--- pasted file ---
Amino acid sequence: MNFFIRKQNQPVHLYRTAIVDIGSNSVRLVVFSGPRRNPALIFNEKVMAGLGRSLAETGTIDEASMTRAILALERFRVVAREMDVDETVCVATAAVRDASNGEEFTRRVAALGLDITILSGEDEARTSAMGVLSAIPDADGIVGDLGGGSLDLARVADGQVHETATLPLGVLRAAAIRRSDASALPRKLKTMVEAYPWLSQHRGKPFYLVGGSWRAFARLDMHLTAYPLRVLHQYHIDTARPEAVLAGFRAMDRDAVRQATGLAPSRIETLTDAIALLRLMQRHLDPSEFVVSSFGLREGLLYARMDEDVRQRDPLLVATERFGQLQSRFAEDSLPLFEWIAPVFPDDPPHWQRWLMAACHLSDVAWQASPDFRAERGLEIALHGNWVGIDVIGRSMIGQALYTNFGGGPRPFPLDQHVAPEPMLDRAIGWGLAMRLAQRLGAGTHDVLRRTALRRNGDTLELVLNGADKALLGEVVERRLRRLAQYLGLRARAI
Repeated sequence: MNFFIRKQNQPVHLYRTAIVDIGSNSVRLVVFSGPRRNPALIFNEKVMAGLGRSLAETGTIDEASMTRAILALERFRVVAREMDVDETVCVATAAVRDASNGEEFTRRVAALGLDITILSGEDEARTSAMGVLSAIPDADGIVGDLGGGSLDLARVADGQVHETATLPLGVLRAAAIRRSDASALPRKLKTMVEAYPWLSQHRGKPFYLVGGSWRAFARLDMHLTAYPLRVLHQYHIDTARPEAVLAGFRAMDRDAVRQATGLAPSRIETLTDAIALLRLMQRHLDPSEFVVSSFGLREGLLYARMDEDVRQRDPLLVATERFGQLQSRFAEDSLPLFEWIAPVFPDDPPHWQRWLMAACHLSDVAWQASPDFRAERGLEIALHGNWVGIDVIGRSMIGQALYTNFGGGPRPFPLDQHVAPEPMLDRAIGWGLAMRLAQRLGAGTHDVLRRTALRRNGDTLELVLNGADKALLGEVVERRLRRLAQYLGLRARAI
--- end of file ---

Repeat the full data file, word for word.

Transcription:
Amino acid sequence: MNFFIRKQNQPVHLYRTAIVDIGSNSVRLVVFSGPRRNPALIFNEKVMAGLGRSLAETGTIDEASMTRAILALERFRVVAREMDVDETVCVATAAVRDASNGEEFTRRVAALGLDITILSGEDEARTSAMGVLSAIPDADGIVGDLGGGSLDLARVADGQVHETATLPLGVLRAAAIRRSDASALPRKLKTMVEAYPWLSQHRGKPFYLVGGSWRAFARLDMHLTAYPLRVLHQYHIDTARPEAVLAGFRAMDRDAVRQATGLAPSRIETLTDAIALLRLMQRHLDPSEFVVSSFGLREGLLYARMDEDVRQRDPLLVATERFGQLQSRFAEDSLPLFEWIAPVFPDDPPHWQRWLMAACHLSDVAWQASPDFRAERGLEIALHGNWVGIDVIGRSMIGQALYTNFGGGPRPFPLDQHVAPEPMLDRAIGWGLAMRLAQRLGAGTHDVLRRTALRRNGDTLELVLNGADKALLGEVVERRLRRLAQYLGLRARAI
Repeated sequence: MNFFIRKQNQPVHLYRTAIVDIGSNSVRLVVFSGPRRNPALIFNEKVMAGLGRSLAETGTIDEASMTRAILALERFRVVAREMDVDETVCVATAAVRDASNGEEFTRRVAALGLDITILSGEDEARTSAMGVLSAIPDADGIVGDLGGGSLDLARVADGQVHETATLPLGVLRAAAIRRSDASALPRKLKTMVEAYPWLSQHRGKPFYLVGGSWRAFARLDMHLTAYPLRVLHQYHIDTARPEAVLAGFRAMDRDAVRQATGLAPSRIETLTDAIALLRLMQRHLDPSEFVVSSFGLREGLLYARMDEDVRQRDPLLVATERFGQLQSRFAEDSLPLFEWIAPVFPDDPPHWQRWLMAACHLSDVAWQASPDFRAERGLEIALHGNWVGIDVIGRSMIGQALYTNFGGGPRPFPLDQHVAPEPMLDRAIGWGLAMRLAQRLGAGTHDVLRRTALRRNGDTLELVLNGADKALLGEVVERRLRRLAQYLGLRARAI